Second, the mission arena concept foregrounds governance structures and highlights its different tasks and system functions impacts. This moves beyond innovation systems’ conceptualizations of network as only diffusing knowledge (see e.g. [38]).

Third, the mission arena aims to influence directionality or ‘guidance of the search’ (SF4) in the MIS. Directionality can range from open problem framings to specific mission formulations that exclude societal problems or many solutions. Azar and Sandén [45] argue any goal framing favors some solutions over others, because they can or cannot meet certain targets, synergize, or compete with a set of solutions, or are at a certain level of development. Consequently, missions may purposefully but also involuntarily shape what clusters of technological and social solutions, or solution pathways, which is overlooked in existing innovation systems approaches [22]. Many practitioners face the challenge of providing directionality that balances different stakeholder interests while meeting a mission goal [10,11]. Achieving such directional mission governance requires inclusive multi-stakeholder processes, well-informed reflexivity, and coordination to prevent unintended exclusion of potential solutions [24,36,37,60]. Hence, MIS functions should capture both problem directionality (SF4a) and solution directionality (SF4b). Additionally, since the mission arena’s continued, reflexive governance processes are central to monitor mission progress and to readjusting problem and solution-directionality and mission arena tasks [24,77], we include this as a third directionality dimension (SF4c). Finally, mission goals provide a clear reference point to assess system function performance, allowing for diagnostic questions like “Are system functions developed ‘sufficiently rapidly to complete the mission’?”.

Fourth, solution-directionality (SF4b) is affected specifically by the increased scope and complexity of MIS, because of including sets of interacting technological and social solutions. This affects the granularity of the MIS analysis; should MIS functions be assessed per individual mission solution, per set of solutions or mission-generically? We take the latter approach to manage complexity–assessing MIS functions for mission solutions in general while critically reflecting on solution-type-specific exceptions. The broader MIS scope also raises the question if MIS functions can sufficiently capture social innovation processes. Ghazinoory et al. [16] and Haddad and Bergek [20] tentatively showed that adapted system functions can do so. Interrelatedness of solutions requires mission arena processes of solution pathway coordination that TIS and Regional Innovation System analyses overlook [20,22,46].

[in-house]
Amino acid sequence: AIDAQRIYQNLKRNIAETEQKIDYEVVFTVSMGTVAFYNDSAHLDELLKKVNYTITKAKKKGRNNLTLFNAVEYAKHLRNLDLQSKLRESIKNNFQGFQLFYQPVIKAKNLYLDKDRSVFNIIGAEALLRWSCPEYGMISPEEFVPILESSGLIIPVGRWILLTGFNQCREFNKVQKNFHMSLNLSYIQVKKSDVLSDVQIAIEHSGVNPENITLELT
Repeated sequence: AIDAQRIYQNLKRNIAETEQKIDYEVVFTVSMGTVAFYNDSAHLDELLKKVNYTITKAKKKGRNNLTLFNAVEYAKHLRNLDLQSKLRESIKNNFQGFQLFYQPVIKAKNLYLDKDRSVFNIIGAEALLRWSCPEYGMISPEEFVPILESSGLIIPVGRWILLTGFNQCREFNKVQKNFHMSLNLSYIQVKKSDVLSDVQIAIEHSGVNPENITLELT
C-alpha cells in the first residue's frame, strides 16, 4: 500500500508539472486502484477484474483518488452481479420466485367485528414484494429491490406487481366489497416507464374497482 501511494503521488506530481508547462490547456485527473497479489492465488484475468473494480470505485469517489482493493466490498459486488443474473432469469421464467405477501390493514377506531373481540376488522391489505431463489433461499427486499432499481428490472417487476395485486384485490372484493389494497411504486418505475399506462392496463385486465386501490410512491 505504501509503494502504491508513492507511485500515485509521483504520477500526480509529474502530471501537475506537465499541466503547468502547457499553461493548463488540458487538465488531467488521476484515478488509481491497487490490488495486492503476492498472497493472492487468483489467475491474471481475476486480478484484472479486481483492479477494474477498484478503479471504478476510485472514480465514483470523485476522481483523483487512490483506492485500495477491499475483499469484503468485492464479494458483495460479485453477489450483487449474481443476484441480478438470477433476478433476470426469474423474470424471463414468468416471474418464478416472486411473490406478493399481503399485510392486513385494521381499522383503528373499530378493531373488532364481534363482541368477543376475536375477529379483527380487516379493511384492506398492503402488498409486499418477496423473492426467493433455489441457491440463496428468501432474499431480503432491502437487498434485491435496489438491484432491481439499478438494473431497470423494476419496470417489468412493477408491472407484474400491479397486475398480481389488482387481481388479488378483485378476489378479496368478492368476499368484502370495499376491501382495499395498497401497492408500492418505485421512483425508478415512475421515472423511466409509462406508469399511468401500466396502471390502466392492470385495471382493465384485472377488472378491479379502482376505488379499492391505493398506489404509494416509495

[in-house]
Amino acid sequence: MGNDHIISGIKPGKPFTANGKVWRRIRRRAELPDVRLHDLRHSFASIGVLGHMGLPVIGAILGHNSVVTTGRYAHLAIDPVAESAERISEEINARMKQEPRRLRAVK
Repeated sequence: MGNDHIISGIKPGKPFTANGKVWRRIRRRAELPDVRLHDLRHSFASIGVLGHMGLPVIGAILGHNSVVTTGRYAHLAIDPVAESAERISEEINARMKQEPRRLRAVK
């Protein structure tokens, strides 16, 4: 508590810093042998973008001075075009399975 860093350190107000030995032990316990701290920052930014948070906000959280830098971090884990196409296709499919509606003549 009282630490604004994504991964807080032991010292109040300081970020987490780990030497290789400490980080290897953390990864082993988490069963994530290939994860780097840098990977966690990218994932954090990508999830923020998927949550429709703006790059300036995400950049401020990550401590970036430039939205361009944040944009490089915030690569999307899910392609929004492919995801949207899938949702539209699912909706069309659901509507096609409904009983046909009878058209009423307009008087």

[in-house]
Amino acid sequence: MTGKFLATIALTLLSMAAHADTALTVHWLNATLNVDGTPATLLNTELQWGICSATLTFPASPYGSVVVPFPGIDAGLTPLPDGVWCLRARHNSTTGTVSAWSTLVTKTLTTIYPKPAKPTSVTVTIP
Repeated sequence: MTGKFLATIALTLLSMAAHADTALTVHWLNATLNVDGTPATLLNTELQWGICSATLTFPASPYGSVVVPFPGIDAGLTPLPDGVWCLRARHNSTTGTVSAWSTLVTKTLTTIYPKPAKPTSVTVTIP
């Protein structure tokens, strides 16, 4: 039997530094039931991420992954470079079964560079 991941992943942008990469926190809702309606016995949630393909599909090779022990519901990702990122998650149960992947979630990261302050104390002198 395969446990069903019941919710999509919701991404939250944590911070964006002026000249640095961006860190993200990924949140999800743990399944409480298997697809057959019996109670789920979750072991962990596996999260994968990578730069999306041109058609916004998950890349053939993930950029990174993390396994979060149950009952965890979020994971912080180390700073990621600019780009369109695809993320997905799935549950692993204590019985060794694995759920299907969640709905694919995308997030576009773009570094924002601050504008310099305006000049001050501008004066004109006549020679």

Similar to the TIS functions approach by Suurs and Hekkert [78], it is possible to distinguish between positive system function fulfillment (i.e., transformation processes that contribute to meeting the mission goal, like more support for innovative solutions or phase-out of harmful practices) and negative fulfilment (i.e. a decrease in innovation activities or increase in harmful practices).

2.1.4 Systemic barriers analysis.

Systemic barriers (also known as systemic problems or blocking mechanisms) are structural components or interactions that are missing or unable to support system functions, thereby hampering the overall system functioning [79]. Often, the origin of systemic barriers can be traced to the regime as vested interests may result in different barriers to radical innovation, like standardization committees or other gatekeeper positions dominated by regime players [70]. Different, interrelated systemic barriers may result in systemic lock-in [70].

2.1.5 Formative evaluation.

The innovation systems literature refers to systemic instruments as policy or governance actions that address systemic barriers [80]. Effective systemic instruments or governance actions should be targeted at the root causes of barriers that prevent innovation system development [70]. In the context of MIS, we understand systemic instruments as the mission governance actions that mission arena participants committed to, in support of the mission.

We use the rationale of systemic instruments that tackle barriers to improve MIS performance, to enable ex-ante, formative evaluation of mission governance actions. Prospective, formative evaluation is most desirable, as policy makers are currently still planning or struggling with the implementation of mission policies and look for ways of improving this process ‘on the go’, and insufficient time has passed for retrospective, summative evaluation [12]. Hence, instead of assessing ex ante the likely impact of a mix of governance actions based on the mix’ design criteria, such as consistency and coherence [82,83], our MIS approach starts from an additionality perspective, stressing that existing MIS components are already engaging in various innovation activities and that the mix of actions should focus on resolving remaining MIS barriers to boost MIS performance effectively and efficiently. To assess if all MIS barriers are adequately targeted, we compare them with the mission governance actions. Formative recommendations follow from untargeted MIS barriers or that may be unintentionally reinforced by mission governance actions. Building on this overarching systemic evaluation rationale, more generic formative governance recommendations may follow from our approach when stakeholders have not yet defined mission governance actions.